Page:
304 F2d 668 Sloan v. Colebank
304 F.2d 668
William J. SLOAN and Beverly D. Sloan, an infant, who sues
by William J. Sloan, her next friend, Appellants,
Carl Allen COLEBANK, Appellee.
United States Court of Appeals Fourth Circuit.
Argued May 31, 1962.
Decided June 8, 1962.
John J. Lane, Charleston, W. Va. (Lane & Preiser, Charleston, W. Va., on brief), for appellants.
Thomas J. Whyte, Fairmont, W. Va. (Russell L. Furbee, and Furbee & Hardesty, Fairmont, W. Va., on brief), for appellee.
Before SOPER and BRYAN, Circuit Judges, and BARKSDALE, District Judge.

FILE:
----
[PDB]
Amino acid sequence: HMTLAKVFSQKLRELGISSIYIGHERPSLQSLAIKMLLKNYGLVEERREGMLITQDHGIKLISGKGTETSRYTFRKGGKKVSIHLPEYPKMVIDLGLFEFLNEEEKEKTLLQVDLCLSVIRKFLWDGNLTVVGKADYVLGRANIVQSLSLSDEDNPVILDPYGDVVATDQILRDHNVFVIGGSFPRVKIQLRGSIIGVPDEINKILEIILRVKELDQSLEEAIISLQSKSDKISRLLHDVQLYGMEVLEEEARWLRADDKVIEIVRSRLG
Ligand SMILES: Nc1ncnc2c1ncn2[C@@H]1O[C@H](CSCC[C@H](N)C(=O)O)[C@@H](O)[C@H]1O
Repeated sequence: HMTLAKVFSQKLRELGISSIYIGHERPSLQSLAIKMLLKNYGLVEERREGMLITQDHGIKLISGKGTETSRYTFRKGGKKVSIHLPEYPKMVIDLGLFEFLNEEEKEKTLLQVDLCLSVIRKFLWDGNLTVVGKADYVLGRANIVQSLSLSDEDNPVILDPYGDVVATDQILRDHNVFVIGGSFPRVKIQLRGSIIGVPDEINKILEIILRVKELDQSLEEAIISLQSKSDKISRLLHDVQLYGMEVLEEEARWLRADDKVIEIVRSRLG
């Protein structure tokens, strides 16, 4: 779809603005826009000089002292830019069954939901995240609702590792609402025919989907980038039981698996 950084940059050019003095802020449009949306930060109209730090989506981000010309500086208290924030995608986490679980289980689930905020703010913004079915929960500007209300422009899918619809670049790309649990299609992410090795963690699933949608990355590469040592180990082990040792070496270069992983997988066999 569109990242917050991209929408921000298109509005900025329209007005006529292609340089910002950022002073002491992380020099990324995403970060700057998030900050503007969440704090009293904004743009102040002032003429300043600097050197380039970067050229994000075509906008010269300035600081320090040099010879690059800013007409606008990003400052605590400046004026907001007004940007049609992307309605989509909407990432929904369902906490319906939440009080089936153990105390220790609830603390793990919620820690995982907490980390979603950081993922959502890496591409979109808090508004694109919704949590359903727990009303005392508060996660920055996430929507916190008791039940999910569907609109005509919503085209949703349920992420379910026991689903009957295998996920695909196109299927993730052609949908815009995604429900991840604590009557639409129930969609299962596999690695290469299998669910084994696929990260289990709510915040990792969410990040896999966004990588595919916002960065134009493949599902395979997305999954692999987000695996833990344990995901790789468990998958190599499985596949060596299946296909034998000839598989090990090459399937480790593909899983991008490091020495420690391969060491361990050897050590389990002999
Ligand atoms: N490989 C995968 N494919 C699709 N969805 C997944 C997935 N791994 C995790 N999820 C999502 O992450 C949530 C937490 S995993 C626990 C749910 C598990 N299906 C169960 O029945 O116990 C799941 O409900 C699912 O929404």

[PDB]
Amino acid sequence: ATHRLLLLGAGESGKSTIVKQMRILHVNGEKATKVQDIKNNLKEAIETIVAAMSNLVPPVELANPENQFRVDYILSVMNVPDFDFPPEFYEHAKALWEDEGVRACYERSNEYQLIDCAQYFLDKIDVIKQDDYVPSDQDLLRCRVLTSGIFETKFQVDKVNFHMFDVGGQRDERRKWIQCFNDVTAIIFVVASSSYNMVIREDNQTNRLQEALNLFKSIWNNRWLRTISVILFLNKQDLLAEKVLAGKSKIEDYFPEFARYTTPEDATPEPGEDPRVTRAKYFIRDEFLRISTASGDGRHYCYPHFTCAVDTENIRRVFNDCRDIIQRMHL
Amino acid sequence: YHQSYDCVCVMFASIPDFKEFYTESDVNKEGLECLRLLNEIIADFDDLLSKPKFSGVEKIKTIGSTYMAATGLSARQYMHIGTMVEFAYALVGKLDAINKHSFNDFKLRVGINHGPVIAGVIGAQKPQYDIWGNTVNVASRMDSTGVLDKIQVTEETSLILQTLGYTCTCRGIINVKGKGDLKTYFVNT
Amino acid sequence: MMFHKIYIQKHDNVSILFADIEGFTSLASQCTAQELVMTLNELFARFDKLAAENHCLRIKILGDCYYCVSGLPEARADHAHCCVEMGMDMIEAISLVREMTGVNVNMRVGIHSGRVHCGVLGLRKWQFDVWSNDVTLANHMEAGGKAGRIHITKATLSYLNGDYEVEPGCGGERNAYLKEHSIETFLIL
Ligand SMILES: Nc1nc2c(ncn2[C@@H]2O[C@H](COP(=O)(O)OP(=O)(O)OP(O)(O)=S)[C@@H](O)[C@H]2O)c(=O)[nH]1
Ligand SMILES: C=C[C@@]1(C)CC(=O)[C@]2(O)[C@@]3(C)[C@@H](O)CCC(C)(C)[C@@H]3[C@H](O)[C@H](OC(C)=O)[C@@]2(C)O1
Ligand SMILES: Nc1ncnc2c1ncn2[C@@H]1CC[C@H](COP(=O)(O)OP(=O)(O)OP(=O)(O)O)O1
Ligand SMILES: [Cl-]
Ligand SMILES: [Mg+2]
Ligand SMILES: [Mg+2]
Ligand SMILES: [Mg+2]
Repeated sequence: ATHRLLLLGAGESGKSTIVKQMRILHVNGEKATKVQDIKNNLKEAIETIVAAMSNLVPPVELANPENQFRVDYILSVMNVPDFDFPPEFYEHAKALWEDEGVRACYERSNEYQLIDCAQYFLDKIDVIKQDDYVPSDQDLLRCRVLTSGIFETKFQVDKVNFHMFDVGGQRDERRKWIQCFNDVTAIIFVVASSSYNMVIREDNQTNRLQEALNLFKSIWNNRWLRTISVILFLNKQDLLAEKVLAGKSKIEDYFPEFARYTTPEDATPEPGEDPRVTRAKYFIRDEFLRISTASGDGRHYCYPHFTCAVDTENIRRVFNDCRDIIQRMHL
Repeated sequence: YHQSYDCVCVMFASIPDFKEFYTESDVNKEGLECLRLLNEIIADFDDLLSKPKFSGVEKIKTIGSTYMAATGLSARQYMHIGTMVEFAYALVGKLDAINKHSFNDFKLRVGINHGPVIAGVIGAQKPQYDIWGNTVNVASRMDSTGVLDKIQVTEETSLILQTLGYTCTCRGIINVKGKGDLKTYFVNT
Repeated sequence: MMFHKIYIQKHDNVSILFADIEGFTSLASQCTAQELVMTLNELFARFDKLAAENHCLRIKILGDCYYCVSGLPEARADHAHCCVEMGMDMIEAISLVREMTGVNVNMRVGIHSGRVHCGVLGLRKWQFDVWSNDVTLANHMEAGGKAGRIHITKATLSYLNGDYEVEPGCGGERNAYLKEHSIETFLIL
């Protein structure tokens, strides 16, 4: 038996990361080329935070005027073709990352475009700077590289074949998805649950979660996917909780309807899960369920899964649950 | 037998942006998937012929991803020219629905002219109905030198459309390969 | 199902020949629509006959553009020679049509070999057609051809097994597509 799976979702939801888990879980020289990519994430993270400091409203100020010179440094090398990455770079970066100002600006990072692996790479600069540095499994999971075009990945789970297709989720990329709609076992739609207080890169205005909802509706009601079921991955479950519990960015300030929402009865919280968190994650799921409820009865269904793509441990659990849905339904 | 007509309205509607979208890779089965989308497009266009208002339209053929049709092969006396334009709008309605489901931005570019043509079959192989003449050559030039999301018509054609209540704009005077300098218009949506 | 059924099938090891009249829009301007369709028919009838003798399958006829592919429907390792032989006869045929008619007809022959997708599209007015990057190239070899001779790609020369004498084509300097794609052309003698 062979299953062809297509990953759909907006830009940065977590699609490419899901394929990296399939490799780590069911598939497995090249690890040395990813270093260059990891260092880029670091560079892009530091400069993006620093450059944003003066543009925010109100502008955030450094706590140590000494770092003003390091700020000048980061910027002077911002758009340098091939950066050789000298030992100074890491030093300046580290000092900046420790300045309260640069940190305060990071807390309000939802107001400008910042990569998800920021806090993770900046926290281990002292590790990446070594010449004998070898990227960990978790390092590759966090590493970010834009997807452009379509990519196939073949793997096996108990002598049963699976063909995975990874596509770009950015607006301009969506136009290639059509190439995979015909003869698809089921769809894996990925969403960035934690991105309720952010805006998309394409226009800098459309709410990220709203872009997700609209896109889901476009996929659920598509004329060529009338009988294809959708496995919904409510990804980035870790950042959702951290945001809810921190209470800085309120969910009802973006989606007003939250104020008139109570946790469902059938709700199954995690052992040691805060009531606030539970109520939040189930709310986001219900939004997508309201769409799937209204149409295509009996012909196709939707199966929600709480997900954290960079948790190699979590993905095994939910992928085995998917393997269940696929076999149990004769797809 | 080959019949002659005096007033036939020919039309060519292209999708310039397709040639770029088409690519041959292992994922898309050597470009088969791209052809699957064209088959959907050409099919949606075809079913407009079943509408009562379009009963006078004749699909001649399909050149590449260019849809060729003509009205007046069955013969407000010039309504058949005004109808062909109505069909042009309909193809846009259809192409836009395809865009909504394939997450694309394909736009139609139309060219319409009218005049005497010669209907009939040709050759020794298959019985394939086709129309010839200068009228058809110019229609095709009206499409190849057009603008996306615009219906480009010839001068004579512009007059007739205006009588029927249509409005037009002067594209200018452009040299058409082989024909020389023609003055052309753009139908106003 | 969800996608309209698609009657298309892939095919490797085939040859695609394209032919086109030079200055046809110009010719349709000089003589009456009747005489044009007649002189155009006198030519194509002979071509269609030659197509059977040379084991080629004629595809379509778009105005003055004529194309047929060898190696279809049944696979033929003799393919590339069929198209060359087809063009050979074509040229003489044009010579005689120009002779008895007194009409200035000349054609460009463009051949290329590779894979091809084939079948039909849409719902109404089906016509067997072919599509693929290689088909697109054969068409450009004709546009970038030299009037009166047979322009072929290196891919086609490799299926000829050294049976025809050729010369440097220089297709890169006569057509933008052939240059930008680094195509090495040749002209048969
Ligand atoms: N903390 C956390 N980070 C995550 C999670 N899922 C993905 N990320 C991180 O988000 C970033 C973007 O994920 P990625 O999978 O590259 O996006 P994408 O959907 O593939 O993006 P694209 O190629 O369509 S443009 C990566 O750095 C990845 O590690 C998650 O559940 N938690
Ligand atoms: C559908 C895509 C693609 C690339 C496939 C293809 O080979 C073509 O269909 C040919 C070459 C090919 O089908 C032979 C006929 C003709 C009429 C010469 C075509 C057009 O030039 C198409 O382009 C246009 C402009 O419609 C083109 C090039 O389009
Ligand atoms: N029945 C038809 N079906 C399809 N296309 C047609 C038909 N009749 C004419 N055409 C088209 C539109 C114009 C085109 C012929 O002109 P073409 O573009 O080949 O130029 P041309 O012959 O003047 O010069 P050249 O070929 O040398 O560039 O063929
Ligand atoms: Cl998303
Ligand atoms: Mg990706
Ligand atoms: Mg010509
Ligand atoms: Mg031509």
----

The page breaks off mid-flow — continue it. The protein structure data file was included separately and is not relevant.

$1, 2$ The plaintiffs appeal from a judgment for the defendant based on the jury verdict in an automobile collision case. There were no objections to the admission of evidence, no motion for directed verdict by either side, and no exceptions to the charge of the trial judge which fairly submitted to the jury the issues of negligence, contributory negligence and proximate cause. The only error charged is the order of the District Judge over-ruling a motion of the plaintiffs to set aside the verdict and grant a new trial. It is not contended that the District Judge abused his discretion in this respect, which alone would furnish ground for this appeal, see Virginian Railroad Co. v. Armentrout, 4 Cir. (1948), 166 F.2d 400, 408-9; Aetna Casualty & Surety Co. v. Yeatts, 4 Cir., 122 F.2d 350; Harry Poretsky & Sons, Inc. v. Hurwitz, 4 Cir. (1956), 235 F.2d 295, 298; Williams v. Nichols, 4 Cir. (1959), 266 F.2d 389; but we are asked to reverse the judgment on the ground that the verdict was against the weight of credible evidence. Obviously, this contention is untenable since, in the absence of an abuse of discretion by the trial judge, we have no power to review the findings of the jury. If we had the power we should have no hesitancy in sustaining the refusal of the District Judge to grant a new trial. The plaintiffs' automobile ran into the right side of the defendant's car which it was following on the public road on a rainy night as the car was entering the driveway of a private dwelling to its right. Plaintiffs testified that the car turned to its left across the center line of the road before entering the driveway, leading the plaintiffs to believe that they had room to pass to the right which they proceeded to do. But the defendant testified tht he slowed down and signalled for a right hand turn and did not cross the center line of the highway before he entered the private driveway and that he was struck on the right side when his vehicle was partly on the driveway and partly on the public road. Obviously, there was substantial ground for the jury's verdict.